- What ongoing monitoring system does the vendor have in place to continually check on the system’s performance and address any issues that may present themselves?
- Are they capable of integrating all or part of the multimedia presentation with the client’s Web site?
- Can they answer the technical questions posed by your IT professionals, architects and engineers?
8 How Will You Handle Day-To-Day Content Updates?
Keeping your electronic recognition display informative and relevant depends on the quality and currency of your content. That means that, in addition to adding new donors or moving donor names to new gift categories, you also need to ensure that the information, videos and photographs you feature represent your most recent announcements, achievements and initiatives. That way, visitors get the most up-to-date information and will keep coming back, knowing that what they’re looking at is always new and exciting.
To ensure that information remain's current you’ll need to task a staff person with the job of updating information as it becomes available. This should be a regularly scheduled assignment, once a week or bi-weekly, but always updated consistently and in a timely manner.
9 Make Your Message Known!
Your electronic or architectural recognition display may be the most beautiful and innovative presentation ever, but if nobody knows it exists or if no one has a sense of what they’ll be able to see and do there, it’s of little value. To ensure that your recognition project gets the exposure and awareness you want, follow these steps:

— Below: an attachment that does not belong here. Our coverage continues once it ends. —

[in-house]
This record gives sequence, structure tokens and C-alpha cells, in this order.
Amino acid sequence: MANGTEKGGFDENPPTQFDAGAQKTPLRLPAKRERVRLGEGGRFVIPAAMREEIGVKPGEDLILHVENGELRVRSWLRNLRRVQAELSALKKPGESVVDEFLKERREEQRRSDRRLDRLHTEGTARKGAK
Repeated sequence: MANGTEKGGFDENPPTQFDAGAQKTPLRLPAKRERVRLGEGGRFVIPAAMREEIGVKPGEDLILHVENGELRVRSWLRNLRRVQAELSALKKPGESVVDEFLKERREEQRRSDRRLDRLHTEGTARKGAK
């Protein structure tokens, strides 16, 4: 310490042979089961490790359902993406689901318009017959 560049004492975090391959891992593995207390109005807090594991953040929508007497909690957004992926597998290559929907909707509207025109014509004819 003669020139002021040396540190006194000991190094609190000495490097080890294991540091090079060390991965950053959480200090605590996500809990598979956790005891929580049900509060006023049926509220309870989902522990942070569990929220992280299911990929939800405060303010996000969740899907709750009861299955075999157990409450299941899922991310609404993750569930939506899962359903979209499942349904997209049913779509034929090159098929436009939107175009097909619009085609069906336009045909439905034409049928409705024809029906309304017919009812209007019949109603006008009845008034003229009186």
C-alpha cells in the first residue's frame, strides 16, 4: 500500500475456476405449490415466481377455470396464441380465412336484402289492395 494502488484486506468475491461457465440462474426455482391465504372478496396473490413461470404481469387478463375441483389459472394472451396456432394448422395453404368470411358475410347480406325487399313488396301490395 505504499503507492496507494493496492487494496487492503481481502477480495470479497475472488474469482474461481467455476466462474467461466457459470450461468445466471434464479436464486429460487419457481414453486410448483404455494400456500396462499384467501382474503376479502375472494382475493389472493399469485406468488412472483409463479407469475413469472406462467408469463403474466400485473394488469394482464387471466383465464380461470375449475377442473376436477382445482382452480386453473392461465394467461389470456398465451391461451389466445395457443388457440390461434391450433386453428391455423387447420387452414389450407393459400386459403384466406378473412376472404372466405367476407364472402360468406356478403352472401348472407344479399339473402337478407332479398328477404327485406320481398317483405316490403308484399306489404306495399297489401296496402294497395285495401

- As soon as the project is at the point where you can develop a detailed concept drawing of the display, use the concept images in news releases, in your newsletter, on your website and in other marketing or capital campaign materials to begin to generate excitement and anticipation among prospective donors, corporate supporters and other constituents.
- Provide updates on the project’s development to ensure it enjoys top-of-mind awareness among staff, donors and others in the community.
- Develop a high profile unveiling event when the display is completed, inviting donors, local community and political leaders, organization leadership, local and regional media and others to celebrate the event.
- As soon as the display is available to the public launch an awareness blitz that will include items such as: table tent cards in the cafeterias and lunch rooms; posters in the staff lounge; inserts in bills and correspondence; stories in your e-Newsletter; news releases; media tours; etc.
10 Complete The Planned Legacy
Recognition Project Planning Guide!
Some would say that this should be Step #1 but, whatever you do, don’t move ahead with any donor wall or electronic recognition display without first completing this comprehensive document. Carefully researched and based on experience that comes from designing and installing displays for organizations of all sizes and budgets all over North America, this Guide features over 100 pertinent questions that will help you and your team to plan the type of recognition project that suits your budget, organizational culture, message and mission.
To access the Recognition Project Planning Guide online go to:
Good luck with your project!! For more information contact: